When Senate Bill (SB) 1162 was signed in 2022, much of the focus was on the new pay transparency requirements. However, the bill also amended pay data reporting requirements in California. Under the amendments covered employers would need to submit separate pay data reports for employees hired through labor contractors. In addition, reporting would need to include the median and mean hourly rate for each combination of race, ethnicity, and sex for each job category for both traditional employees and those hired through labor contractors. But that was as much detail as the initial bill provided. 

At the end of 2022, the Labor Commissioner’s Office (DLSE) published FAQs for the pay transparency portion of SB 1162. The Civil Rights Department (CRD) has now published updated FAQs for Pay Data Reporting.

The updated Pay Data Reporting FAQs provide clarity that many employers were waiting for, including the following new information:

  •  Employers must submit a separate pay data report for workers hired through a labor contractor when the work performed is within the client employer’s usual course of business. This aligns with the reporting obligation to mirror the state’s “ABC test” to evaluate if a potential independent contractor is an employee under California law..
  • Confirmation of the Snapshot Period for “employees hired through labor contractors.” As with payroll employees, the “Snapshot Period” for labor contractor employees is a single pay period between October 1 and December 31 of the Reporting Year.  There was uncertainty about whether this period would be broader due to the often transitory nature of labor contractor employees.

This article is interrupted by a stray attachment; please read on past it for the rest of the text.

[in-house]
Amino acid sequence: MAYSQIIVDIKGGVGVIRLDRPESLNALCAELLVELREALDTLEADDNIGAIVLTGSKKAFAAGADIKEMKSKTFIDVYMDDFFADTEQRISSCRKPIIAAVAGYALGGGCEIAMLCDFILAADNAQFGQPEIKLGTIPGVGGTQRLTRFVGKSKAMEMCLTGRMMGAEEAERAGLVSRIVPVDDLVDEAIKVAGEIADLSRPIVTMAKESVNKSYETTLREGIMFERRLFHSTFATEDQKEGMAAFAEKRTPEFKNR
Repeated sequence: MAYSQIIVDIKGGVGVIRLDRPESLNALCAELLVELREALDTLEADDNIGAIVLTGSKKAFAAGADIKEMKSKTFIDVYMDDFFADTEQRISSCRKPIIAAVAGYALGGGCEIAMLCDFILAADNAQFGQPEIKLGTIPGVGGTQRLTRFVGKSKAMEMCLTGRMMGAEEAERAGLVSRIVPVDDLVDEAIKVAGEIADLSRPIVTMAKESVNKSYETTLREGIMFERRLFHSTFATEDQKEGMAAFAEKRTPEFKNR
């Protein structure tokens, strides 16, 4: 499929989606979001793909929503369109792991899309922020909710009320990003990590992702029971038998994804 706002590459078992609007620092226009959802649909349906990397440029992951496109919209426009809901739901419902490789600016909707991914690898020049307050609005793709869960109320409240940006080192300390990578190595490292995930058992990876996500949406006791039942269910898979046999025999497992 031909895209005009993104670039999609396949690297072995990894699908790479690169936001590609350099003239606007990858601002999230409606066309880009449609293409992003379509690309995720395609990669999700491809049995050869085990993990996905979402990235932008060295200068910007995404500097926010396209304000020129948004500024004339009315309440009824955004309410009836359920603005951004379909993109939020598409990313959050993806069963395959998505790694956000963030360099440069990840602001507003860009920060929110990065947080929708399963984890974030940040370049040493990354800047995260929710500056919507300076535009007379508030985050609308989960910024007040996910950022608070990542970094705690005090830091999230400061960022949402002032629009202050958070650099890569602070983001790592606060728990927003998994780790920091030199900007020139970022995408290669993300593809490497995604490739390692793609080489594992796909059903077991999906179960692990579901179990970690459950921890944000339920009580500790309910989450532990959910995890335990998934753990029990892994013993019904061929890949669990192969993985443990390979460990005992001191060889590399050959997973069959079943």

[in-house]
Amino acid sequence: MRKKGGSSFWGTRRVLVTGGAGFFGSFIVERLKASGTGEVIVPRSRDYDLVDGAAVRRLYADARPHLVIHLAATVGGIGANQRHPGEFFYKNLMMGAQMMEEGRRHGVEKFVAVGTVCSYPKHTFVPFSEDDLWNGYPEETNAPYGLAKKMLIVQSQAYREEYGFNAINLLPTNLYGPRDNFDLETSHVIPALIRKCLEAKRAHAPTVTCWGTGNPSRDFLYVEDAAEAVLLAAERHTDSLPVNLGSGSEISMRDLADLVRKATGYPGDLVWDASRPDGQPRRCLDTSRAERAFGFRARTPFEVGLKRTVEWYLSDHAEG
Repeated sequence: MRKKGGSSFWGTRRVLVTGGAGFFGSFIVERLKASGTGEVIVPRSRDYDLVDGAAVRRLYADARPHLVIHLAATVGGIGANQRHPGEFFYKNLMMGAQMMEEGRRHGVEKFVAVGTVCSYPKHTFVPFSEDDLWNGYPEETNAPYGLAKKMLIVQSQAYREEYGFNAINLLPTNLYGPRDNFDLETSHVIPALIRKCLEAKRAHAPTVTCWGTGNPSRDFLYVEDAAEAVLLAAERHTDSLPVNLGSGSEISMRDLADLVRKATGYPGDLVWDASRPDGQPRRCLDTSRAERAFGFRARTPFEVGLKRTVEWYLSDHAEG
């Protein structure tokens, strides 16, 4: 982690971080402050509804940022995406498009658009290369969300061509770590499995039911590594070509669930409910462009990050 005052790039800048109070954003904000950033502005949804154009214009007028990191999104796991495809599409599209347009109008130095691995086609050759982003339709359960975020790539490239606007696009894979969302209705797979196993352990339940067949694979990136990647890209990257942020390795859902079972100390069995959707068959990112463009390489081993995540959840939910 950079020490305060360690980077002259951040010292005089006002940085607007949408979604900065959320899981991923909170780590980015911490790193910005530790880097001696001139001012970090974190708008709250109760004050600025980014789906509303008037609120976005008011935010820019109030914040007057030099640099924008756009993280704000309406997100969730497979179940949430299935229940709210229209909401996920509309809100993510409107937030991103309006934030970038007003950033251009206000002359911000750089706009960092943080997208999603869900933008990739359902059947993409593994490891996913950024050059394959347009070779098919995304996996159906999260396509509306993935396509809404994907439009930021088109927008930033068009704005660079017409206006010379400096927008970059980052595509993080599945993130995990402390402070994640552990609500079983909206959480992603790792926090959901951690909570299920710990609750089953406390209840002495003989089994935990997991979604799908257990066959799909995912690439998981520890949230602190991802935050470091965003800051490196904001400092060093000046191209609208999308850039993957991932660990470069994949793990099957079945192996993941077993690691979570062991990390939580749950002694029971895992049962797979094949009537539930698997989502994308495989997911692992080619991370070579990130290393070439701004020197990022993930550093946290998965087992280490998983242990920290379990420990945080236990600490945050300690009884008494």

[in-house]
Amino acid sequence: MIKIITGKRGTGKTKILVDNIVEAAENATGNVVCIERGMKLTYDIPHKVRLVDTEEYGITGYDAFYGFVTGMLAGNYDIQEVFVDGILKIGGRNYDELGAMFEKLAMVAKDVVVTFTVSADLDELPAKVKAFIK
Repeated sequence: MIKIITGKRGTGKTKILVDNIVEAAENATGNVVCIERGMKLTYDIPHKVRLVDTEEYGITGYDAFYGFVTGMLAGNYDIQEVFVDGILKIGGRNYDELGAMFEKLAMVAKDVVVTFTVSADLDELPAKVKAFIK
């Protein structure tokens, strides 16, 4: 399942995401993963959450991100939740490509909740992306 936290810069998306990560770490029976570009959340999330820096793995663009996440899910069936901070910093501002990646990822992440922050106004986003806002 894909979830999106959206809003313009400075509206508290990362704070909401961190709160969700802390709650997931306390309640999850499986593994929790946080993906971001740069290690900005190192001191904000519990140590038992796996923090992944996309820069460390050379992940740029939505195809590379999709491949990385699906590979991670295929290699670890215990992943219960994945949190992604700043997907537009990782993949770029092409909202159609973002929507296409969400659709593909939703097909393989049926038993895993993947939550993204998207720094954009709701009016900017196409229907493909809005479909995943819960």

• Mechanics of reporting “employees hired through labor contractors.”  Employers must list the number of labor contractor employees (and the aggregate number of hours they worked in 2022) by establishment, job category, race/ethnicity, sex, and pay band. 
  • Methods of calculating the median and mean hourly wages.  The calculation is based on the employee’s total hours worked and total pay received in 2022—it does not use the employee’s hourly wage in the employer’s Human Resource Information System (HRIS) data.
  • The pay data that labor contractors must provide to employers for “employees hired through labor contractors.”  Employers are expected to only report the portion of a labor contractor employee’s annual wages and hours worked attributable to work performed for that employer.  It is the labor contractors’ burden to divide this pay and hours worked information for the employer. 
  • Obligation to provide race/ethnicity and sex data for “employees hired through labor contractors.”  While the legislation clearly provides that labor contractors must provide employers with the necessary pay data for the labor contractor employee report, there was ambiguity on whether this would include demographic information.  According to the Pay Data FAQs, the obligation to collect and report on labor contractor employee race/ethnicity and sex data seems to fall on the employer.  Although, the FAQs make clear that the Civil Rights Division is permitting employers to report unknown race/ethnicity or sex for labor contractor employees when that information is unknown and not reasonably obtainable before the filing deadline—but this leeway is not expected in future years. 

The FAQs also include other information related to employers covered by the pay data reporting requirements and respond to other questions related to how to report that was published prior to the amendments to the data reporting requirements.

In addition to the FAQs, the CRD’s pay data reporting page includes a user guide for the portal, excel templates, and related resources for employers, and additional pay data reporting resources are expected by February 1, 2023. 

If you need assistance with California Pay Data Reporting or related issues, contact a Jackson Lewis attorney to discuss.